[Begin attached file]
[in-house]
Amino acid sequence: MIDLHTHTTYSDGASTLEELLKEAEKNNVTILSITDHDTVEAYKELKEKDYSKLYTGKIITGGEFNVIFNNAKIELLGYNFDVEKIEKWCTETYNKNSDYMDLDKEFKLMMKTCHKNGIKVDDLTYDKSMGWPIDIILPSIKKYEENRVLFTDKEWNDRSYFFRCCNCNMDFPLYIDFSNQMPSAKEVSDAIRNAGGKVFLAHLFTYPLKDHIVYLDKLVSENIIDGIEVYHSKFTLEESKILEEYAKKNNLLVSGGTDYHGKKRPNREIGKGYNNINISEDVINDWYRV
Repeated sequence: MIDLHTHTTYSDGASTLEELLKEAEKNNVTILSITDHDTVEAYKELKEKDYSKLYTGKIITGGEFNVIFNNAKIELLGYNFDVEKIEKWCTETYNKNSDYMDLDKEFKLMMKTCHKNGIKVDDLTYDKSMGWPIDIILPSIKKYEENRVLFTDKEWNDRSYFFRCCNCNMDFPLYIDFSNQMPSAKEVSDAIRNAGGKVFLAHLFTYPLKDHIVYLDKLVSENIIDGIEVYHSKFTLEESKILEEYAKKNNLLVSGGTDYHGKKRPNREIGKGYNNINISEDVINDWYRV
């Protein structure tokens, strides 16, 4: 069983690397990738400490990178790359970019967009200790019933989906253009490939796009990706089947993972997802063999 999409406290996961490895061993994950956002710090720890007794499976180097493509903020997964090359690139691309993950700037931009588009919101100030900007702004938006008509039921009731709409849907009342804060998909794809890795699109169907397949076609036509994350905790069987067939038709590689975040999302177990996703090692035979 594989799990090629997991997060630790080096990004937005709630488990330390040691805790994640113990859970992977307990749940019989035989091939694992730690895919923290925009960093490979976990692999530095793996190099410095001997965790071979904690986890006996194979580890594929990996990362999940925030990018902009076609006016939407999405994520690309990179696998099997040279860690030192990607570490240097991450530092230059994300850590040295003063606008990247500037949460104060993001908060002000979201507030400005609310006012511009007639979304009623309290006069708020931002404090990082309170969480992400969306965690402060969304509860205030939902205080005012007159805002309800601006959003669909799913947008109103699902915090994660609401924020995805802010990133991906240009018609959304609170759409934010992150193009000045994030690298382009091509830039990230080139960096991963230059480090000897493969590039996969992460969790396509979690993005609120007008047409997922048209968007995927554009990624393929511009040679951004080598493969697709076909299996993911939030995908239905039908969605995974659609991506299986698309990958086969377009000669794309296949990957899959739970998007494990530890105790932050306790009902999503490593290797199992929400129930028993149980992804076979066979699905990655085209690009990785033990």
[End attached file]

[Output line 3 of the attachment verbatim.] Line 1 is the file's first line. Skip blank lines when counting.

Repeated sequence: MIDLHTHTTYSDGASTLEELLKEAEKNNVTILSITDHDTVEAYKELKEKDYSKLYTGKIITGGEFNVIFNNAKIELLGYNFDVEKIEKWCTETYNKNSDYMDLDKEFKLMMKTCHKNGIKVDDLTYDKSMGWPIDIILPSIKKYEENRVLFTDKEWNDRSYFFRCCNCNMDFPLYIDFSNQMPSAKEVSDAIRNAGGKVFLAHLFTYPLKDHIVYLDKLVSENIIDGIEVYHSKFTLEESKILEEYAKKNNLLVSGGTDYHGKKRPNREIGKGYNNINISEDVINDWYRV